In case you missed it, I revisited the question of MLB’s attendance decline for Deadspin this week, by way of picking apart a New York Times article on the topic that got a couple of things right and a whole bunch of things less right. The upshot is that team owners don’t really need lots of fans to show up, but they sure would like them to, but only if they can accomplish this without cannibalizing the luxury seat sales that are their bread and butter these days — all of which makes all the “Whither baseball?” handwringing even less justifiable. Lesson: Don’t try to measure the demand curve just by looking at product sales. (Okay, maybe that’s only the lesson I take from it, but it’s one lesson.)
San Francisco Giants execs are considering moving their fences in because their team hit better on the road than at home, and has anyone told them that if they move the fences in, it has to be for both teams? Doing otherwise has been illegal ever since Bill Veeck tried it.
Hamilton Bulldogs owner Michael Andlauer has pledged $30 million toward a new arena, which sounds better before you notice that the total construction cost is projected at $126 million. Andlauer says he’d take over maintenance costs on the arena, whereas the city pays maintenance on the existing one, but he didn’t say how much money that would be or if there would be a different share of arena revenues or anything, so it’s hard to draw any firm conclusions on this one.
Anaheim city spokesperson Mike Lyster says that the appraisal of the city-owned land around the Los Angeles Angels‘ stadium that team owner Arte Moreno wants development rights to, which the city council voted last fall to release to the public as soon as it was ready, will be “share[d] with the community at the right time,” but right now “any release would be premature and potentially impact negotiations.” How does three and a half hours before the vote sound to you?
Here’s an interview with Tiger Stadium Fan Club stalwarts Bill Dow and Dave Mesrey on the 20th anniversary of the closing of that Detroit ballpark, which I haven’t listened to all of yet because ew podcasts, but Bill and Dave are both great so if you like obtaining information through your ears, give it a spin.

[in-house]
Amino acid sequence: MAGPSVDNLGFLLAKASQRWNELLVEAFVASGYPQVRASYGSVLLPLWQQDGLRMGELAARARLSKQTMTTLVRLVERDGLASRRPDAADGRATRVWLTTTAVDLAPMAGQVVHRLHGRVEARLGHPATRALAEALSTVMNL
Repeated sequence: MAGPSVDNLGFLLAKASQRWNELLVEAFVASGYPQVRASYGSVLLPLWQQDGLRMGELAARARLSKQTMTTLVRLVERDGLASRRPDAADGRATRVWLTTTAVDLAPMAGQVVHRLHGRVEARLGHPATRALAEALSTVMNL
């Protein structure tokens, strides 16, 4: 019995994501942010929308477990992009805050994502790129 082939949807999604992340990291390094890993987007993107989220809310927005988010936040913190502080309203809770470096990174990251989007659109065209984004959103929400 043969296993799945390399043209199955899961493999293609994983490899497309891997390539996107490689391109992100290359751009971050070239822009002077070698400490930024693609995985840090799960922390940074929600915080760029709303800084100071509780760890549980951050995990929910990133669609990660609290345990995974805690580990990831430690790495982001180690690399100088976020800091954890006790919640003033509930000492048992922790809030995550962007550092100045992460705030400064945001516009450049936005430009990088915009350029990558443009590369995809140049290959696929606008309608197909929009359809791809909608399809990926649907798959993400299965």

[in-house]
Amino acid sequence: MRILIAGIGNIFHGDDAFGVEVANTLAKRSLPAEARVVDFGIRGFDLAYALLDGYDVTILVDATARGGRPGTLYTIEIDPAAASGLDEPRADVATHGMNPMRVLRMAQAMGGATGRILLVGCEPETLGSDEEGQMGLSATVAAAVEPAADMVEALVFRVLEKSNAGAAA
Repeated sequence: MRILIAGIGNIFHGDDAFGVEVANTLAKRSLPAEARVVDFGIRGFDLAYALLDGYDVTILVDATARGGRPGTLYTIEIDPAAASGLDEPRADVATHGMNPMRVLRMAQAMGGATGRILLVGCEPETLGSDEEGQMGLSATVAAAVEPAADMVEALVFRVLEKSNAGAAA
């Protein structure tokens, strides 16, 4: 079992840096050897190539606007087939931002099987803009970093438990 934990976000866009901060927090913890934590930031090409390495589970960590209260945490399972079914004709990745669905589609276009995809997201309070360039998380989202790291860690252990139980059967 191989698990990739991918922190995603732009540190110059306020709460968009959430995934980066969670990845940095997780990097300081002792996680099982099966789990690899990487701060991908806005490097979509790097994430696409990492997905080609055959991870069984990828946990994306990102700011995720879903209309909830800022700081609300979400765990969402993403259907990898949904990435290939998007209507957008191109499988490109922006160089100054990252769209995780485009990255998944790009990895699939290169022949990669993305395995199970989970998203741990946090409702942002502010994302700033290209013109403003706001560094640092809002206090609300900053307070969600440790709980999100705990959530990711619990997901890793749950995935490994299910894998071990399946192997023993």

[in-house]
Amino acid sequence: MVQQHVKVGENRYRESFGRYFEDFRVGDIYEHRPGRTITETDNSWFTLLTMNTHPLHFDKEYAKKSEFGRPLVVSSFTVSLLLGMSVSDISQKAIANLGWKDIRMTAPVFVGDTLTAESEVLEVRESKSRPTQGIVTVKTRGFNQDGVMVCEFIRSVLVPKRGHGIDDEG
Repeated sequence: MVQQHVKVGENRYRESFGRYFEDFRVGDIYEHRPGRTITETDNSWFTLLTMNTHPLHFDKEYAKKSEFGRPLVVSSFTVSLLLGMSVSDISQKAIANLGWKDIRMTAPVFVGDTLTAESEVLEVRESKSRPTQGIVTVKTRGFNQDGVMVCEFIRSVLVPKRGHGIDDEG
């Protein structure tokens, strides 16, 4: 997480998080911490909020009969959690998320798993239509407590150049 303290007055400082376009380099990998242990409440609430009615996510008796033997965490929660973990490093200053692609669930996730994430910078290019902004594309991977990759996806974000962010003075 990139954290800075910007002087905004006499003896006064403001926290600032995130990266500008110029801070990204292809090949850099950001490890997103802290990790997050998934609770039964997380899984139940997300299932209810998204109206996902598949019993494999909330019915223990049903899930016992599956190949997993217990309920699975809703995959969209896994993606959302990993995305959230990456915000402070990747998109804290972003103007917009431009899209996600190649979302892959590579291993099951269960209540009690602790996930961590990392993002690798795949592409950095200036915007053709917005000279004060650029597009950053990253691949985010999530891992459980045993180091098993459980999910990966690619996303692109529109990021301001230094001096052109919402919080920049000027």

Sadly, there’s another loss to report this week: Rob McQuown, who for the past decade has been one of the core tech and admin guys at Baseball Prospectus, passed away on Tuesday. I never met Rob personally, but in my days writing and editing for BP we exchanged emails a ton, and he was always a sharp and good-humored presence keeping the site running behind the scenes. (He wrote some excellent fantasy baseball coverage for a while, too.) I haven’t heard the details of his death, but I do know it was way too soon, and my sympathies go out to all his friends and family and colleagues who are mourning him this week. Here’s a lovely podcast tribute by Ben Lindbergh to Rob’s multifarious and too-often underappreciated gifts.
And now, to the news:
The Indianapolis City-County Council gave final signoff to $290 million in subsidies for the Indiana Pacers, which along with new and past operating subsidies brings team owner Herb Simon’s total haul to more than a billion dollars. The team’s new lease lasts until 2044, but I’d wager that Simon won’t wait that long before going back to what’s been an insanely lucrative taxpayer well.
The city of Anaheim is still waiting on its now-overdue appraisal of the Los Angeles Angels‘ stadium land so it can open talks with team owner Arte Moreno on how much he should pay for development rights on the stadium parking lots. Mayor Harry Sidhu has appointed a negotiating team, though, which includes Sidhu himself, something that has drawn criticism since Angels execs donated to his election campaign. Sidhu also stated that “our theme parks, sports venues and convention center are a matter of pride, but their real purpose is to serve residents by generating revenue for public safety, parks, libraries and community centers and by helping us keep taxes and fees low,” which is not likely to help convince anyone that he understands sports economics like his predecessor did and isn’t just repeating what his funders tell him.
Oak View Group’s Tim Leiweke is trying to build a 10,000-seat arena in Palm Springs, and economists point out that this won’t help the local economy much because “you’re crazy if you think I’m flying to Palm Springs to see your minor league hockey team,” and Leiweke says Palm Springs is just different, okay, because so many attendees will be people who are already coming to town to play golf, gamble, or stay at local resorts. How this makes it a major economic plus when those people also see a concert when they’re in town Leiweke didn’t say, but who’re you going to believe, a bunch of people who study economics for a living or a guy who was once the youngest GM in indoor soccer?
A Cincinnati nonprofit is trying to raise $2 million to preserve affordable housing around F.C. Cincinnati‘s new stadium, and the Port of Greater Cincinnati Development Authority says that maybe building more market-rate housing will allow low-income residents of existing buildings to stay put. Yeah, that’s really not going to work.
And here’s another long article that quotes me, this one by Bill Shea of The Athletic on how stadium subsidies have changed since the Great Recession (some sports economists say it’s tougher to get public money now, I say “Bah!”).